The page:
The Cornell team thought, “Can we make something better?” So, in 1949, they made the “Rain-O-Flow” irrigation pump at 265 North Hancock, P.O. Box 7762. This new pump was explicitly for irrigation and had features to fix many problems they saw when repairing other pumps.
Back then, Clint Warren traveled and taught about hydraulics. Over time, these teachings became Pump School as we know it today.
Farmers and industrial clients asked Cornell to make more pumps. So, they made the non-clog line to handle solid materials. They also made portable sewage lift stations in different sizes with vacuum primers, dehumidifiers, and control panels (Compak Station). They even had Johnston turbines for rent.
Cornell made big pumps for building bridges and dams, which helped the company grow. Working with construction companies led to new ideas. For example, when making dams, the concrete got too hot and became uneven, weakening. Cornell fixed this problem by changing a water pump to pump liquid ammonia through the concrete to cool it down.
Cornell used their new coolant pump in a refrigerated warehouse for Safeway (2CB), which worked well after that. Cornell’s ammonia pumps were used worldwide in warehouses, ships to keep fish fresh, and large buildings for air conditioning.
Cornell’s Hydro-Transport series of pumps use a unique design (offset volute) that lets them move delicate products like potatoes, tomatoes, eggs, and live fish without damage. These pumps can even add cleaning agents to wash the food while it’s moving. The P and PP pumps in the Hydro-Transport series have the lowest damage rate in the industry, which helped Cornell become a top maker of pumps for food processing.
In 1968, Cornell Pump Company moved to a new location in Portland, Oregon, which helped create an enhanced distribution network. The new facility provided increased capacity for manufacturing and distribution, enabling Cornell to expand its reach to more customers across the United States and worldwide. With its new location, Cornell improved its supply chain and delivered products more efficiently, leading to more tremendous success and growth for the company.
In 1983, the Army Corps of Engineers chose Cornell pumps to drain 2,500 acres of Spirit Lake at Mt. St. Helens. Volcanic debris blocked the lake’s natural drainage, and if not drained, it would have caused flooding and damage to the towns below. Cornell brought 20 pumps that could move over 100,000 gallons of water per minute. They started running just 37 days after the contract was awarded.
Cornell water pumps were adapted to pump hot cooking and compressor oils, allowing us to pump hot and cold stuff. This modification led to a partnership with Frito-Lay, where many of their fried products, including potato and corn chips, are cooked using Cornell-equipped fryers. Additionally, McDonald’s french fries in the US are pumped through a Cornell pump at some point in their cooking process.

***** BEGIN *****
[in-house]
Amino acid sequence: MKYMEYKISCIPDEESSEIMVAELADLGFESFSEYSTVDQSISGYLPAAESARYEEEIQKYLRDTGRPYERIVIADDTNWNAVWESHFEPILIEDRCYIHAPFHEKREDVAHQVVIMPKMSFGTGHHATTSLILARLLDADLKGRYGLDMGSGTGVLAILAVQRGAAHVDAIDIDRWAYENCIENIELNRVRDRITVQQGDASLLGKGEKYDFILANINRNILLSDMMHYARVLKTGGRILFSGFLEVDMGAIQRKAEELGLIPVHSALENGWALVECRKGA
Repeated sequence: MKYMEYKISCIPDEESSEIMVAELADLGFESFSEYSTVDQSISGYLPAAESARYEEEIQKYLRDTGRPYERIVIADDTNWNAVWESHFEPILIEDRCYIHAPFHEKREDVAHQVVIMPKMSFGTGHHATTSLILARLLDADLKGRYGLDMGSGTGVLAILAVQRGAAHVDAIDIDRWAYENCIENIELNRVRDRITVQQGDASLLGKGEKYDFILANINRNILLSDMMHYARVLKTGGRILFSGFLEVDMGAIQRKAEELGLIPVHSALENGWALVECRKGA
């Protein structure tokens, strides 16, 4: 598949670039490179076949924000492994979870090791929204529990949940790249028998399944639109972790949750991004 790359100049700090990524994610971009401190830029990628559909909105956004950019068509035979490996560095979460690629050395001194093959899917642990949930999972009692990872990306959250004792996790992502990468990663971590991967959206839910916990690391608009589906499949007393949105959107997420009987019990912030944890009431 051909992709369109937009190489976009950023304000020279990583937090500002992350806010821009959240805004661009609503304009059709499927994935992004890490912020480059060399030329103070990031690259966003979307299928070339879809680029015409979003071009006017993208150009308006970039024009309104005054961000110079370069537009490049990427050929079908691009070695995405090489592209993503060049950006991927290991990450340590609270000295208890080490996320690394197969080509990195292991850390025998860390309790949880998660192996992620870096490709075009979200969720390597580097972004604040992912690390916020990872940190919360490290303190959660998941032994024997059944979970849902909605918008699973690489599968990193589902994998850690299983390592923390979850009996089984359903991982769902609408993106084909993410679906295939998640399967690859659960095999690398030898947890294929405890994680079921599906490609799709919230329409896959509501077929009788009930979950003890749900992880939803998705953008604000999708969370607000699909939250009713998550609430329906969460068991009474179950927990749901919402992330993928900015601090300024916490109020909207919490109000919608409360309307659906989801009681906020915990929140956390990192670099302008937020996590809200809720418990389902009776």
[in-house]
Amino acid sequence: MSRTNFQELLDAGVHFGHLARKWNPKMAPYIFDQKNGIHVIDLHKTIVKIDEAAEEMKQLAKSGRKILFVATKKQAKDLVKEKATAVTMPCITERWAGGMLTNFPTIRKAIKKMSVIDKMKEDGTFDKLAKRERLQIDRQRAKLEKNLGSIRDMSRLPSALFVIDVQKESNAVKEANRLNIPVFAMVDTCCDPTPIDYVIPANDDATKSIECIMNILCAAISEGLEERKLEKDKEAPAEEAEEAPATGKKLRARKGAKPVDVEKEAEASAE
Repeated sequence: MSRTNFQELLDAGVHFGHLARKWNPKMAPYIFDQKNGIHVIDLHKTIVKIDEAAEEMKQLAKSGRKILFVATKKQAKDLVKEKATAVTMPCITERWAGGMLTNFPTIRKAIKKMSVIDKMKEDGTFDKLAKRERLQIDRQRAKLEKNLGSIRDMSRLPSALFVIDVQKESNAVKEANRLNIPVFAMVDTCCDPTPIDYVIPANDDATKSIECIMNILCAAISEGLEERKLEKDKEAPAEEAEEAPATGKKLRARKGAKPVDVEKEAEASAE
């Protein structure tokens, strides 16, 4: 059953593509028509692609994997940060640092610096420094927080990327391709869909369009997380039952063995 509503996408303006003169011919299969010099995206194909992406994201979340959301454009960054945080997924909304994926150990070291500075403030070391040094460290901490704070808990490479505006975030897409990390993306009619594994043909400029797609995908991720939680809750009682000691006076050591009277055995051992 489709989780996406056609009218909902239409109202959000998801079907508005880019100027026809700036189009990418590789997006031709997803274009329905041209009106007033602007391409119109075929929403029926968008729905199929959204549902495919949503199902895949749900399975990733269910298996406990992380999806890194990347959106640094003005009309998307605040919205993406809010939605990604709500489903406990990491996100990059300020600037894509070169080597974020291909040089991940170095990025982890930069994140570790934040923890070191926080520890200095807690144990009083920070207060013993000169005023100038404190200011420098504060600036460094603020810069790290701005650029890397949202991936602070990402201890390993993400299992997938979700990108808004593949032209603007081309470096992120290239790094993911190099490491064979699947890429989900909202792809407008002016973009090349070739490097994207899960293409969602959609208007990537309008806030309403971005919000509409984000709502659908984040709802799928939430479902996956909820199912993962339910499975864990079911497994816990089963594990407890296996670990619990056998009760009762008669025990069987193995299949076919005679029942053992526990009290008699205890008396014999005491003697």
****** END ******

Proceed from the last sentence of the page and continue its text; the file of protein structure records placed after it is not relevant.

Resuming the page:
Cornell pumps were also used to irrigate the natural turf at Joe Robbie stadium, home of the Miami Dolphins, during Super Bowl XXIII in 1989.
The Cycloseal® system originated from Cornell’s work with municipal applications. Its groundbreaking design enabled a mechanical seal without flush water while eliminating leaks. Since its development, this innovation has been incorporated into hundreds of thousands of pumps, making it a critical feature that sets Cornell Pump models apart.
And after Super Bowl XXIII, where does everybody go? To Disneyland! Cornell pumps run many of the water displays and attractions at Disneyland.
Redi-Prime addressed the need to prime and then re-prime a pump. Using a patented vacuum system, Redi-Prime accomplished the task faster than previous methods and didn’t require an attendant to engage and monitor the system. Redi-Prime is an advantage that can be used in almost all Cornell Pumps.
Cornell sent dewatering pumps to Ground Zero to help remove large amounts of water from underground and the subways.
The MX-Series pumps are built to last and excel in high-head applications. They offer a long service life, featuring multi-vane, enclosed impellers for optimal efficiency. The pumps are made with high-quality materials, including extra heavy wall thickness and CA6NM impellers. They come in both horizontal and SAE engine-mounted configurations.
Cornell’s SP Series Slurry pump is the perfect solution for abrasive applications in the mining industry. The patented Cycloseal® technology adds to the already diverse range of mine dewatering pumps.
Cornell is expanding its line of irrigation solutions by introducing its new 2HP and 5HP end gun booster pumps, which feature the company’s legendary design and reliability. As an industry leader in irrigation pumps, Cornell aims to offer more options to its customers.
Cornell, one of the four dewatering pump manufacturers in the US, was asked by the Army Corps of Engineers to supply pumps for flood relief after Hurricane Sandy. Cornell also contributed to the Red Cross disaster relief fund by donating some pump sales.
Cornell Pump Company, based in Clackamas, was awarded the 2012 Product Innovation of the Year by Pumps & Systems Magazine, a leading voice in the pump and rotating equipment industry. The competition was fierce, with numerous innovative products from around the world vying for the title, but Cornell’s Cutter Pump emerged victorious. This pump was designed to solve a common issue in North American wastewater treatment systems: fouled impellers. Cornell’s innovative cutter design uses stationary and rotating elements to break down masses of solids to a size that can pass through the pump. This design reduces impeller fouling, resulting in a significant increase in pump uptime. The cutters have saved more than $31,000 per pump installed in tests. The savings can be substantial, with many municipalities using dozens or hundreds of pumps. READ THE FULL STORY HERE